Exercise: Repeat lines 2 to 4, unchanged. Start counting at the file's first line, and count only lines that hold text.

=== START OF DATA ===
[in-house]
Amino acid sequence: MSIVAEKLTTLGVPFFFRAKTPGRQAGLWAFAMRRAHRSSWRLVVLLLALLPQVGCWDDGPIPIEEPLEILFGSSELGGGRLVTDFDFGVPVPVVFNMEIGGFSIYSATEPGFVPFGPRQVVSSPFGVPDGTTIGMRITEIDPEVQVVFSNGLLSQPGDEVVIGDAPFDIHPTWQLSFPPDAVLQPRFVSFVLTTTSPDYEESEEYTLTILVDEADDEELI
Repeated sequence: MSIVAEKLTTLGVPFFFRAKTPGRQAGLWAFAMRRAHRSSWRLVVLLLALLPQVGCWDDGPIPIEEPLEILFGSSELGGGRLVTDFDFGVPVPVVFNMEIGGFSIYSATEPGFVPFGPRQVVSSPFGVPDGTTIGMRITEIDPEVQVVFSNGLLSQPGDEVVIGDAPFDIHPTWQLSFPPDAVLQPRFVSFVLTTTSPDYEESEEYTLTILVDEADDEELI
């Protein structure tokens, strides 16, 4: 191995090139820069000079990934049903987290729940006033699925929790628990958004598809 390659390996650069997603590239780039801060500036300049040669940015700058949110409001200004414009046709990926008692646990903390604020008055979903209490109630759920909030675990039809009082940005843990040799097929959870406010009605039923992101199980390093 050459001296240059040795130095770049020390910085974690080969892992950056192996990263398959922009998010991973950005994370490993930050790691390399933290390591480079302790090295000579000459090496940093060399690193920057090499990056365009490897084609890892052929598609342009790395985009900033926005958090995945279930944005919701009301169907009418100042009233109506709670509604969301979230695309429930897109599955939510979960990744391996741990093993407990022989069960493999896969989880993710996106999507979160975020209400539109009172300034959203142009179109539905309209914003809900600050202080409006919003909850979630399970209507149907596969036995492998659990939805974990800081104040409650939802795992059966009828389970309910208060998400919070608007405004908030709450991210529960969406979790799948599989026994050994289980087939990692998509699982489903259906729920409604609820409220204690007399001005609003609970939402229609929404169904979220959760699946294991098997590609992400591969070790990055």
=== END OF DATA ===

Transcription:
Amino acid sequence: MSIVAEKLTTLGVPFFFRAKTPGRQAGLWAFAMRRAHRSSWRLVVLLLALLPQVGCWDDGPIPIEEPLEILFGSSELGGGRLVTDFDFGVPVPVVFNMEIGGFSIYSATEPGFVPFGPRQVVSSPFGVPDGTTIGMRITEIDPEVQVVFSNGLLSQPGDEVVIGDAPFDIHPTWQLSFPPDAVLQPRFVSFVLTTTSPDYEESEEYTLTILVDEADDEELI
Repeated sequence: MSIVAEKLTTLGVPFFFRAKTPGRQAGLWAFAMRRAHRSSWRLVVLLLALLPQVGCWDDGPIPIEEPLEILFGSSELGGGRLVTDFDFGVPVPVVFNMEIGGFSIYSATEPGFVPFGPRQVVSSPFGVPDGTTIGMRITEIDPEVQVVFSNGLLSQPGDEVVIGDAPFDIHPTWQLSFPPDAVLQPRFVSFVLTTTSPDYEESEEYTLTILVDEADDEELI
């Protein structure tokens, strides 16, 4: 191995090139820069000079990934049903987290729940006033699925929790628990958004598809 390659390996650069997603590239780039801060500036300049040669940015700058949110409001200004414009046709990926008692646990903390604020008055979903209490109630759920909030675990039809009082940005843990040799097929959870406010009605039923992101199980390093 050459001296240059040795130095770049020390910085974690080969892992950056192996990263398959922009998010991973950005994370490993930050790691390399933290390591480079302790090295000579000459090496940093060399690193920057090499990056365009490897084609890892052929598609342009790395985009900033926005958090995945279930944005919701009301169907009418100042009233109506709670509604969301979230695309429930897109599955939510979960990744391996741990093993407990022989069960493999896969989880993710996106999507979160975020209400539109009172300034959203142009179109539905309209914003809900600050202080409006919003909850979630399970209507149907596969036995492998659990939805974990800081104040409650939802795992059966009828389970309910208060998400919070608007405004908030709450991210529960969406979790799948599989026994050994289980087939990692998509699982489903259906729920409604609820409220204690007399001005609003609970939402229609929404169904979220959760699946294991098997590609992400591969070790990055």